Wild Horse Central Coast Pinot Noir 2014: Ruby color, translucent; strawberry, cherry, hint of rosemary on the nose; strawberry, raspberry, cherry on the palate;
velvety in the mouth, subdued tannin, average acidity (3.65 pH), dash of French vanilla. This is very approachable, easy drinker; a supermarket pinot, it does not nail the perfect pinot profile, but it does very well as a nice drinking, lighter red wine for the price. The winery gets its name from wild mustangs that roamed the hills east of the vineyard in Spanish colonial times.
Winery website explains: “Wild Horse Winery founder, Ken Volk, originally selected the Templeton vineyard and winery location in 1981 for its low vigor soils, proven ground water table, proximity to Estero Bay and rural atmosphere. Situated at a midpoint in the Central Coast, this location is ideal for sourcing fruit from vineyards north and south of the winery. Wild Horse Winery remains a champion of Central Coast winegrowing, committed to sustainable viticultural practices and creating fine wines that express the region’s diversity.”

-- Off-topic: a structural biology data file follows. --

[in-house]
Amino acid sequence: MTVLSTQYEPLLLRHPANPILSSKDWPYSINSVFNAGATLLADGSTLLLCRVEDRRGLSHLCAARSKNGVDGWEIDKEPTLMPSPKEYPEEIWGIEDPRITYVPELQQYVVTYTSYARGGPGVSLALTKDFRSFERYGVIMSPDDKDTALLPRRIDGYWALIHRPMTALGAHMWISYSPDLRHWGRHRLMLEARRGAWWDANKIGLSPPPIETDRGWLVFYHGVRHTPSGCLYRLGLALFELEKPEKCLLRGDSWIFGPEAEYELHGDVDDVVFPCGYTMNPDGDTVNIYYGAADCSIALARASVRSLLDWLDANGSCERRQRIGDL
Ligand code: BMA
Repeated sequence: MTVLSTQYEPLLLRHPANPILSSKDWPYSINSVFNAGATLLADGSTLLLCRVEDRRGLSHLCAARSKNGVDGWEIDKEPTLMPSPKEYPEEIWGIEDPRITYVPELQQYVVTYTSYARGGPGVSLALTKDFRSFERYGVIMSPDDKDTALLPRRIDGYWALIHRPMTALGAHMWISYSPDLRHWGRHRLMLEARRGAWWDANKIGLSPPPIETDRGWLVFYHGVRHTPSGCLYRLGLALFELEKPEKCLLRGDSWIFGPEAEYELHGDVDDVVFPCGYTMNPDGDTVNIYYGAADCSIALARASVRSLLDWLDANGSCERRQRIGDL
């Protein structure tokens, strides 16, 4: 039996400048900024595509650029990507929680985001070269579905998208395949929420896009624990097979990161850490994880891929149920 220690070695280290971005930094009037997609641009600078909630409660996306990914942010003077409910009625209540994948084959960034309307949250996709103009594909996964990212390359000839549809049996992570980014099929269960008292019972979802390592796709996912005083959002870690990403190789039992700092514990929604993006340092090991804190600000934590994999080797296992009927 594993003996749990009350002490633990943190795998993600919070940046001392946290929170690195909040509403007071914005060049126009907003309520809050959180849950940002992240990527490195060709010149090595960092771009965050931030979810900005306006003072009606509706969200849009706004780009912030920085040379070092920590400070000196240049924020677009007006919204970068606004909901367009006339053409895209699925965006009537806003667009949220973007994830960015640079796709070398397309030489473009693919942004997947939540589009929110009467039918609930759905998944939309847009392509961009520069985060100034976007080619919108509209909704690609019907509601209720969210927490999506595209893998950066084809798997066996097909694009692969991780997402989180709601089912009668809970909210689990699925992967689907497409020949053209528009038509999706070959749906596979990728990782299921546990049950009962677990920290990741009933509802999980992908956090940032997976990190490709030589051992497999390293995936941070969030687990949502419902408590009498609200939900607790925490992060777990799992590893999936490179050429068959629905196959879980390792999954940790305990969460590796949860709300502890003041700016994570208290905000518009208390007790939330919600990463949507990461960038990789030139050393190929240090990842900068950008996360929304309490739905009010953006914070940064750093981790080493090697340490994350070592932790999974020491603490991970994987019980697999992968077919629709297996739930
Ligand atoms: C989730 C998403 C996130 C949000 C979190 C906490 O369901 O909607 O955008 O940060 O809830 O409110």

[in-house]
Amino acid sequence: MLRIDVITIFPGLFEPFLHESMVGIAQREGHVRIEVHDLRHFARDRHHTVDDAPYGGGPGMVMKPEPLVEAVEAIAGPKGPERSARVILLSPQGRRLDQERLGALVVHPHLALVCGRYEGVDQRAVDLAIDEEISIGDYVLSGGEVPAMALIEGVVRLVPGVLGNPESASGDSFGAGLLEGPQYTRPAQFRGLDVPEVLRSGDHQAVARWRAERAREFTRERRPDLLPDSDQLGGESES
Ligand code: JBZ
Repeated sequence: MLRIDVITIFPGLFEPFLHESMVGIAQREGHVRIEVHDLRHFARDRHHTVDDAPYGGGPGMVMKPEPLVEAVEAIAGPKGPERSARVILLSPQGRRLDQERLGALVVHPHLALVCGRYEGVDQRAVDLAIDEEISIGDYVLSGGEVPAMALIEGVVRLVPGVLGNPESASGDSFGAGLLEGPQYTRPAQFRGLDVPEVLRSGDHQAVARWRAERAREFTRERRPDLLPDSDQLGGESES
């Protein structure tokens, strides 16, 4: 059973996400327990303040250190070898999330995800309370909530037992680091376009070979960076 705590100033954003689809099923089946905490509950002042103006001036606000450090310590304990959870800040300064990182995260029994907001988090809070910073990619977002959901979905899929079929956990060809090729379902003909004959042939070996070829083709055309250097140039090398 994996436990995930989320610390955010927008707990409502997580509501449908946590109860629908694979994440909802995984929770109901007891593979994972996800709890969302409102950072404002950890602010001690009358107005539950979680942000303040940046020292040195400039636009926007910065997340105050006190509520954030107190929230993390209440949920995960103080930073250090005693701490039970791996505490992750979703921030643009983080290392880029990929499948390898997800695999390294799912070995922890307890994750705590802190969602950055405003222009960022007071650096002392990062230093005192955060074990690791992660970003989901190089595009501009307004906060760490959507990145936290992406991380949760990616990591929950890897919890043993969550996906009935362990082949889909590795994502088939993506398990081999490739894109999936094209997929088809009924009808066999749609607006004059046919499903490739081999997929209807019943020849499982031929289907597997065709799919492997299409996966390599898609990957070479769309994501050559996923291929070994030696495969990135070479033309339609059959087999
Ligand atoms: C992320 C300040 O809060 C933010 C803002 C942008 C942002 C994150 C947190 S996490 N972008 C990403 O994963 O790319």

The Central Coast AVA stretches from Santa Barbara County to San Francisco Bay, over six counties and some 100,000 acres planted in wine grapes. Located west of the San Joaquin Valley, the Central Coast includes many notable sub-AVA’s—Paso Robles (where Wild Horse winery is located), Santa Barbara, Monterrey, Santa Cruz are just some. The region makes great wines in the $12-20 range, staples for folks moving up from bottom shelf to mid-level pours. Typically, Central Coast pours are consistently tasty, fun-to-drink, dependable values. Wild Horse Central Coast Pinot Noir easily fits the mold; try it instead of Mark West. $16-19
Wild Horse Winery website